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Dream Interpretation in the Ancient World

July 20, 2020

In the New Age, dreams have been examined and pored over to gain psychological understanding of ourselves, receive messages from Spirit, and to divine the future. The art of dream interpretation has a long history and can be traced back to our ancient Pagan ancestors.

The Greeks believed that dream-visions were messages from gods and ghosts; dreams were said to “stand over” the dreamer as though brought by an entity. These altered states link those experiencing them to the spirit world and enable them to receive messages.

In the Greek view dream visions are objective fact and are interpreted by complicated symbolism. Prophetic dreams were categorized in the following way:

1. Symbolic dream: metaphors that must be interpreted.

2. Horama/vision: straightforward, pre-enactment of a future event.

3. Chrematismos/oracle: parent, priest, God, or esteemed elder reveals without symbolism what will or will not happen or should or should not be done. An apport, or token, might be left behind in the dream and later found on the physical plane as a sign.

If we go even further back to Mesopotamia, we find references in the ancient Sumerian texts to how this dead culture viewed dreams.

In the epic “Gilgamesh,” Gilgamesh’s best friend Enkidu dreams of his death in very specific terms that come true exactly. The Goddess Ishtar, also known as Inanna, tells her father Anu, God of the Sky, what will happen if she does not get her way with Gilgamesh. She sends the Bull of Heaven against Gilgamesh and Enkidu, and they overcome it. Cleansing themselves again, they parade through the streets of Uruk, and Gilgamesh announces his fame. However, Enkidu dreams of his death and renounces his former great deeds as being nothing when set against his coming death.6 Enkidu curses his having killed Humbaba, his bringing the cedars of Lebanon to the city, and his encounter with the harlot. (He takes this last curse back, however, and gives her a blessing.) Enkidu dreams again, this time a long dream of the House of Death, and falls ill. In the Greek view, this can be described as horama.

Gilgamesh himself has two important dreams. In the first a meteorite falls to earth that is so great that Gilgamesh can neither lift it nor turn it. The people gather and celebrate around the meteorite, and Gilgamesh embraces it as he would a wife, but his mother, the goddess Rimat-Ninsun, forces him to compete with the meteorite. In the second, Gilgamesh dreams that an axe appears at his door, so great that he can neither lift it nor turn it. The people gather and celebrate around the axe, and Gilgamesh embraces it as he would a wife, but his mother, again, forces him to compete with the axe. Gilgamesh asks his mother what these dreams might mean; she tells him a man of great force and strength will come into Uruk. Gilgamesh will embrace this man as he would a wife, and this man will help Gilgamesh perform great deeds. That man turns out to be Enkidu. The Greeks would have called this a symbolic dream.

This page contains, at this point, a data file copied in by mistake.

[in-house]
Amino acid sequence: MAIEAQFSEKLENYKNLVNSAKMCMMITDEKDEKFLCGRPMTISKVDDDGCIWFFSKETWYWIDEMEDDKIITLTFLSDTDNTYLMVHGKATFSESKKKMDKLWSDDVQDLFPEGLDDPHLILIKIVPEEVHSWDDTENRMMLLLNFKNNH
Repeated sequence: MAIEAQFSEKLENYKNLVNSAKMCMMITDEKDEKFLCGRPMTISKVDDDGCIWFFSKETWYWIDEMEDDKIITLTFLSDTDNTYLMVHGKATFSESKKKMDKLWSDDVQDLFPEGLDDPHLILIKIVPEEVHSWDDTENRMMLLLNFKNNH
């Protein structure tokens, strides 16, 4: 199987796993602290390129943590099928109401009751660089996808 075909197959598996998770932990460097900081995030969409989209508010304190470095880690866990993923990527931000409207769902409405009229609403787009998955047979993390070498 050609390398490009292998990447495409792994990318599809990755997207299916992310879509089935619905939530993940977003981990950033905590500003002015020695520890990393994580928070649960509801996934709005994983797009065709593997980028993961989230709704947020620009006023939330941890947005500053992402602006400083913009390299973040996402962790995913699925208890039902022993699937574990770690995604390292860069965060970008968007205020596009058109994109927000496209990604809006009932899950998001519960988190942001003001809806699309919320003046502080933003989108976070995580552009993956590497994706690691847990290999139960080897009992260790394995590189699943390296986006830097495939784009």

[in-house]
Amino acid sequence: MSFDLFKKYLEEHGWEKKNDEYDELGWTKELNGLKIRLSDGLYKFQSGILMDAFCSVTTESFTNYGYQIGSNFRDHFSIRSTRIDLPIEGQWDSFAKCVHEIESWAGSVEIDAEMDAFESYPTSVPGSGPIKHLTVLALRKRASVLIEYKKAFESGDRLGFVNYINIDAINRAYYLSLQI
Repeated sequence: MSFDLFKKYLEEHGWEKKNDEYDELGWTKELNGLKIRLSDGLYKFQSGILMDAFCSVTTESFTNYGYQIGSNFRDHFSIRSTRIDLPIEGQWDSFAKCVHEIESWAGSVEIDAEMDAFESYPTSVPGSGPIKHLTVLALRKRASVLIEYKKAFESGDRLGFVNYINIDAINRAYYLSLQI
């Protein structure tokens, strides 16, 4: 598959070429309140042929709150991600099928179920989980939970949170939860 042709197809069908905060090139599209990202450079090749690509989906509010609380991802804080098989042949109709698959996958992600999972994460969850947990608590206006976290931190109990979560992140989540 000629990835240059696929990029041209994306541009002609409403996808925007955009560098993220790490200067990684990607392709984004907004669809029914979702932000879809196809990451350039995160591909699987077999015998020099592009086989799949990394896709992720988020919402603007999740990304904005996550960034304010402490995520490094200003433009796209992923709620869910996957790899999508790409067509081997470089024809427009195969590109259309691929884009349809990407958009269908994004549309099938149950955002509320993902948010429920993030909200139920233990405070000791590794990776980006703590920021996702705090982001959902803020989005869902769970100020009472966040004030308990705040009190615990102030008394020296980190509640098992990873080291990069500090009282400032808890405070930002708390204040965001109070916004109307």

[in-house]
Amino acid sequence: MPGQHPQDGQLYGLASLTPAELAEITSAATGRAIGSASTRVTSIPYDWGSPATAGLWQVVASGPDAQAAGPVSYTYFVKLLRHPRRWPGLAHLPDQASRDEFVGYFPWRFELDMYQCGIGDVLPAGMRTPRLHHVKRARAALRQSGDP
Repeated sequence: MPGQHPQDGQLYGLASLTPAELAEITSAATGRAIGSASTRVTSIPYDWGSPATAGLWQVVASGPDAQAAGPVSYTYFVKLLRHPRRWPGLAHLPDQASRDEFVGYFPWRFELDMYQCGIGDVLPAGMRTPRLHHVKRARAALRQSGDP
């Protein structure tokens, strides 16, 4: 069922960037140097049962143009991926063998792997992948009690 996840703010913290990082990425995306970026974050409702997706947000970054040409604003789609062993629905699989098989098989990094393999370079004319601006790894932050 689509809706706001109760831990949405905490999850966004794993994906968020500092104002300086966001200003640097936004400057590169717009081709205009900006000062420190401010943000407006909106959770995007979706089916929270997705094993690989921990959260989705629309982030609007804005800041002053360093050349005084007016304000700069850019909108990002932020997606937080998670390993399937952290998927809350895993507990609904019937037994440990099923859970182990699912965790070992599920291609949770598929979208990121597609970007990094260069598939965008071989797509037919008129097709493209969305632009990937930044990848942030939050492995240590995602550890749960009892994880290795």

Another symbolic dream is that of Dumuzi (Tammuz), the king-consort of Inanna (Ishtar). Dumuzi dreams that rushes envelop him, one reed trembles and two reeds growing together are removed. In the next scene of his dream, he is terrified by the forest, and then water is poured on his holy hearth. Amidst other symbols of death and decay, predatory animals catch their prey and agriculture grinds to a halt. His sister Geshtinanna interprets his dream for him, thus earning her the epithet of “the old woman, interpreter of dreams.” She concludes that Dumuzi’s demons pursue and attack him. She says the single reed is their mother, who mourns for him, and the two reeds are herself and Dumuzi, who will each be taken away. The remainder of her analysis prophesies death and destruction for Dumuzi.

Finally, in a dream, the god Ea tells Utnapishtim to make a boat with very precise measurements and to take in the boat “the seed of all living creatures” to save them from a coming flood. This is an example of chrematismos. It is also the precursor to the Noah story in the bible.

From the time of Gilgamesh, a historical Mesopotamian king living around 2700 B.C. to the Greeks in the last centuries before the Common Era, the rich tradition of dream interpretation continued to be practiced in a very similar way.

If you would like to learn more about ancient influences on our modern day Paganism, we invite you to out annual Ishtarfest celebration, currently schedule the second weekend in October.

-Rev. Amara Willey

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